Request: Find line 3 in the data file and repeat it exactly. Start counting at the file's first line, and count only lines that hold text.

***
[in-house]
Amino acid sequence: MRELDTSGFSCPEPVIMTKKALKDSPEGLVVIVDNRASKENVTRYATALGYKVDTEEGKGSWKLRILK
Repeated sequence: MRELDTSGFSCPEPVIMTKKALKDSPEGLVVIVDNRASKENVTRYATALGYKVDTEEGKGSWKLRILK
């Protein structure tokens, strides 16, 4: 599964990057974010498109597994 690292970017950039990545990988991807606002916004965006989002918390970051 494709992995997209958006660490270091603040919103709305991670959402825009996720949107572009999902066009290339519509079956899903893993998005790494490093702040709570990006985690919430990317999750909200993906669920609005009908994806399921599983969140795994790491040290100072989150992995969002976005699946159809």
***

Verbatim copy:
Repeated sequence: MRELDTSGFSCPEPVIMTKKALKDSPEGLVVIVDNRASKENVTRYATALGYKVDTEEGKGSWKLRILK